Getting What You Deserve
Before you are deserving of entering the world of the undeserving, you must first understand what kind of general formula the casinos use to rate your play. By way of cliché, you must first learn to walk before you can run. So let me walk you through the composite of what camping formulas most casinos will use to judge your play at this or that game
Here’s the general formula: average bet multiplied by the number of decisions per hour multiplied by a number of hours you play multiplied by house edge equals your theoretical loss multiplied by whatever percent of your theoretical loss the casinos will give back, which (finally, thank God!) equals how much the casino will give you in comps. Simple?
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How to Stretch Your Comps
True-story time. I played three days at a very nice Las Vegas casino, just a notch below an A+, where I was RFB, which means I was a big shot and got everything “free”—gourmet restaurants; room service; shows; limos; and a big big-shot suite with two bathrooms, a Jacuzzi, a living room, a dining room, four televisions, a huge bedroom, and a stable for my polo ponies. When it was time to leave, I checked out my “screen” and asked my host if the casino would pick up the airfare for me and my wife, the beautiful A.P., and he said, “That would put you way over the return we can give you based on your theoretical.”
Now I’m going to share with you the secrets of getting much more than you deserve in comps. Most of these secrets are only known by me and everyone I’ve ever talked to about comps. But some of the following secrets are actually being revealed here for the first time because that’s the kind of guy I am—a blabbermouth!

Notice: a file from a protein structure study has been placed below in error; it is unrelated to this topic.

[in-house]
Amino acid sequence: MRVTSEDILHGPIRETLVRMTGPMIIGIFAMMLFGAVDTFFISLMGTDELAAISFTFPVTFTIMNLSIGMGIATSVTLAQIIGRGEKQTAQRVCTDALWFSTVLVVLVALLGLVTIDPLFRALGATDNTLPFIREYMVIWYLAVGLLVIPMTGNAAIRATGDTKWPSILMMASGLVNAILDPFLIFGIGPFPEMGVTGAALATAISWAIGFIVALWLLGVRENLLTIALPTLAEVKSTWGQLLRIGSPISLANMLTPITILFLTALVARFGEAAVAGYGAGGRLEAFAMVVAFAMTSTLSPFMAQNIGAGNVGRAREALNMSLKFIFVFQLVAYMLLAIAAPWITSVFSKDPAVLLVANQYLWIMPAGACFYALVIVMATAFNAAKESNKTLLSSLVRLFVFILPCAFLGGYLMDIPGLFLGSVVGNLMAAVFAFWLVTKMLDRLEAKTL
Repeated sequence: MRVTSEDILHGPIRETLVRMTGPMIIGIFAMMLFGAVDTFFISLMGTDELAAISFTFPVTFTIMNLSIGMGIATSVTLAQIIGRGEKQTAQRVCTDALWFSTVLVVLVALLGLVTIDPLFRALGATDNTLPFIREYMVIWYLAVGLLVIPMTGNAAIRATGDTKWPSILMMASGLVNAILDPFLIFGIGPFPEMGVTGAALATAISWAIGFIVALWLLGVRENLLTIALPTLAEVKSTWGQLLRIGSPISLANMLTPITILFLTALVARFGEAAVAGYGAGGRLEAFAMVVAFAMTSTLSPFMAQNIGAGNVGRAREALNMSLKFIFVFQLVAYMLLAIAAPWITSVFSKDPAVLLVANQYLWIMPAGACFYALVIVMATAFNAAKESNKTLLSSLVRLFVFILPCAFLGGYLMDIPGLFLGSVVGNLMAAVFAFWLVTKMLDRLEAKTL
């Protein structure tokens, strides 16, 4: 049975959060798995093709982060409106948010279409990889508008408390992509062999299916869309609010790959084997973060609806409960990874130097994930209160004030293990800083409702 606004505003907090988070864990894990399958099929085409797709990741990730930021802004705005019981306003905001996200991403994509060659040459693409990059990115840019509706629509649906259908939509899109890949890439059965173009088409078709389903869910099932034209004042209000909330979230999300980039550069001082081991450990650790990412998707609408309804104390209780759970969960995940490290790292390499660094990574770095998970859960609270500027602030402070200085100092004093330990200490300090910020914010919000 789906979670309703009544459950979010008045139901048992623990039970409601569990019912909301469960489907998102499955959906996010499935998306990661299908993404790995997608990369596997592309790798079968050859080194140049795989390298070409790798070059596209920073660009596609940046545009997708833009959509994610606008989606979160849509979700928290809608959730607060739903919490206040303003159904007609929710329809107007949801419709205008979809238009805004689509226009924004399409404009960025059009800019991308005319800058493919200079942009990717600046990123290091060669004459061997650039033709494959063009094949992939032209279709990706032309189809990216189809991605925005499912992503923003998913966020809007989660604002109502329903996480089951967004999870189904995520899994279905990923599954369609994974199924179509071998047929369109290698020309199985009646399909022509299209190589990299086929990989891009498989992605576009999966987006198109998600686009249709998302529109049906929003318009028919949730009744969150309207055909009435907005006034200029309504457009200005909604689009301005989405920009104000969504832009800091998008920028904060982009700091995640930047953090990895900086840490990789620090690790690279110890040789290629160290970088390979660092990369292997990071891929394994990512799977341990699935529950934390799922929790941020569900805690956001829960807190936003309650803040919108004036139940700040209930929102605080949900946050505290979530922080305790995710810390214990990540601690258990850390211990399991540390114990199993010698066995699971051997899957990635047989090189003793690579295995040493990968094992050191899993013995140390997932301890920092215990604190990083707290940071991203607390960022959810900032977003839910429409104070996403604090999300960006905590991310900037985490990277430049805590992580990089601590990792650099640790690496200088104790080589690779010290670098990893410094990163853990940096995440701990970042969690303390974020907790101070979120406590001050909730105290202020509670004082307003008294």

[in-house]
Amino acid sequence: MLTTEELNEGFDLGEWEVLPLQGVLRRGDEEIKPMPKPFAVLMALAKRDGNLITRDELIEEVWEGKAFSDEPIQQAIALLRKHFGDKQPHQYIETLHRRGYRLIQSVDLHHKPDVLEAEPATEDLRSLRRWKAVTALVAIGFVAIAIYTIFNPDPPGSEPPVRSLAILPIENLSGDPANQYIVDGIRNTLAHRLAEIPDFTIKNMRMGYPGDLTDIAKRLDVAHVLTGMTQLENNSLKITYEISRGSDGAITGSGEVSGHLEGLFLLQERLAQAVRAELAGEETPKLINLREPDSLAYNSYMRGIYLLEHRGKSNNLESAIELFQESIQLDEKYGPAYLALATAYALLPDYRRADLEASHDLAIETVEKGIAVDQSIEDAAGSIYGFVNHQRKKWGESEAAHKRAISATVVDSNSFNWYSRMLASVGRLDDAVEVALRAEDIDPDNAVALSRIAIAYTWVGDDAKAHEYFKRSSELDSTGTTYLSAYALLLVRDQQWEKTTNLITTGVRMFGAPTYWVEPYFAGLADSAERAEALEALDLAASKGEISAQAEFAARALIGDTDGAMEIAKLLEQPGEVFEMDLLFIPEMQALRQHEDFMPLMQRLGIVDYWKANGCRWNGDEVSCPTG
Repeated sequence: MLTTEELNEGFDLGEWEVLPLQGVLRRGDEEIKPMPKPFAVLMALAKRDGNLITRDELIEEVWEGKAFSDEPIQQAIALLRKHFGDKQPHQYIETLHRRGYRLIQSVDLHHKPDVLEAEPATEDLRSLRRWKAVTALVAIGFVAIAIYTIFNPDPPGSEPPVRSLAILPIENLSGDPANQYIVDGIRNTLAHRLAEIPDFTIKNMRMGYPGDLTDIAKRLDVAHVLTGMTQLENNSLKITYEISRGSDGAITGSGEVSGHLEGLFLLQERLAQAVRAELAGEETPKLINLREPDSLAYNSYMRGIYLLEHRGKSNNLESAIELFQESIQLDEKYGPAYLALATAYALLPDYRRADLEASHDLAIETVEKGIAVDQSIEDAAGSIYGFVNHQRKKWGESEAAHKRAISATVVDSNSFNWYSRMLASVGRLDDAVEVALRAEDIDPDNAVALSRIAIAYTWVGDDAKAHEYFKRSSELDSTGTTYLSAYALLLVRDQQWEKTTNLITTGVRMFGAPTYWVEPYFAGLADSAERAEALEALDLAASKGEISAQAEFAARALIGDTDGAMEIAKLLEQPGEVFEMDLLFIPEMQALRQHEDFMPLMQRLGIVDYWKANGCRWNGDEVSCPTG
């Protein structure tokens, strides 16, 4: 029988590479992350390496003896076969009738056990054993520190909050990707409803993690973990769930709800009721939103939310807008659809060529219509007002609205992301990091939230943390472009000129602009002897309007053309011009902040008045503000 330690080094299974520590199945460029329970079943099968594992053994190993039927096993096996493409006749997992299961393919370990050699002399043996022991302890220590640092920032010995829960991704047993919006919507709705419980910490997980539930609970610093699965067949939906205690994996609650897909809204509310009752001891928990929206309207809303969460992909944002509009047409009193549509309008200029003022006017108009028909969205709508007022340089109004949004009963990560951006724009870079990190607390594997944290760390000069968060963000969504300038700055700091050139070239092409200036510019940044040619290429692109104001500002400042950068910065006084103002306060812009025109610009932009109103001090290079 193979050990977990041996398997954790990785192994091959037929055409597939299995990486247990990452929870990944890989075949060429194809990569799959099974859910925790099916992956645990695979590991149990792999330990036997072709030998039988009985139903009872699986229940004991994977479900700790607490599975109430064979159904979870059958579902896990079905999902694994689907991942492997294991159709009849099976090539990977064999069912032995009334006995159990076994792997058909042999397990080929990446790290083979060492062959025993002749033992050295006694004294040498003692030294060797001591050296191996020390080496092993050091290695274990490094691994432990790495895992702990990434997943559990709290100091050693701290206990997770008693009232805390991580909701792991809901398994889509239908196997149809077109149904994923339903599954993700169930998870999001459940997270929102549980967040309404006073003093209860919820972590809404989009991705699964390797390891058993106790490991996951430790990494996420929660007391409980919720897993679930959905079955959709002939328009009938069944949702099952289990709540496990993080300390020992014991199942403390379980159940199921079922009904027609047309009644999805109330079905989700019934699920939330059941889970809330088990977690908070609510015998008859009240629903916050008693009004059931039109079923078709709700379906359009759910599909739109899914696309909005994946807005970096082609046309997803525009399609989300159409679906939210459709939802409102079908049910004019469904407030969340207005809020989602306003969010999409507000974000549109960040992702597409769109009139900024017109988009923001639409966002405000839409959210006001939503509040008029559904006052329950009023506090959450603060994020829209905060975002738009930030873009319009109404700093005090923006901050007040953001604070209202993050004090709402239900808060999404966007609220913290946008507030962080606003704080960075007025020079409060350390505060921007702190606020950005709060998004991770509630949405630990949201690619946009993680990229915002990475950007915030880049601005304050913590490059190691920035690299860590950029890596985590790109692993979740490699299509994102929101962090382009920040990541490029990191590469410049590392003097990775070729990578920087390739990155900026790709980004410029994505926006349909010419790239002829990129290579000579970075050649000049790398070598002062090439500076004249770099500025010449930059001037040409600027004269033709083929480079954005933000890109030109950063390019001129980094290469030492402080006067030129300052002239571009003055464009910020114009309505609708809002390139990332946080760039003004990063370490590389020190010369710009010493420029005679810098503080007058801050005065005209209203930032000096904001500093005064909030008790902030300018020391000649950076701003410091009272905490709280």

Getting the Edge
If you think the tricks above were, well, tricky, now we get into some serious comp-doggery, which will allow you to actually get what I call the “monetary edge” over the casino. This means that between the comps you don’t deserve and the ratings on the game that you don’t deserve, you’ll actually be getting more back from the casino than you’re shelling out at the table game of your choice. (Sadly, none of these methods work on the slot machines.)
Craps players can try a classic ruse that I invented when I saw someone else do it. You can put your Place bets on the numbers during the Come Out roll but keep them off! That’s right. If you are a Place bettor, going right up on the numbers gets you noticed right away, rated right away, but with no risk. Even better, if you are, say, a $30 bettor on the 6 and 8, you might just go to $60 on each during the Come-Out roll—accompanied by much fanfare (“Give me a $60 6 and 8. Did you hear me? I said a sixty dollar—six-oh—6 and 8!” and in a whisper: “Off on the Come-Out”). But here’s the sneaky part: when the shooter establishes his point, you reduce those two bets to $30 each. You can’t do this too much, but a few times during the course of a session will help pump up your average bet rating at no extra risk.
In craps, follow my recommendations for Place betting above, but as soon as your Place bets are active and at risk, start to replace them with Come bets. Unless you know that a member of the Golden Touch dice control crew is at your table, then assume everyone is just a random roller, and reduce the house edge by utilizing the Come with odds. To reduce your total action, all you have to do is follow the superstitions of the craps world.
When the dice go off the table, call off your bets. Leave them off for a couple of rolls. You’ll still be getting your comp credit, but you aren’t at risk. If the shooter should be seven out, then keep the bets up but off! Utilize the 5-Count (to be discussed later), which will eliminate 57 percent of all the random rolls, the ones that are seven out in the blink of an eye. If the dice hit someone’s hand, call off your next bet because “the dice have been disturbed.”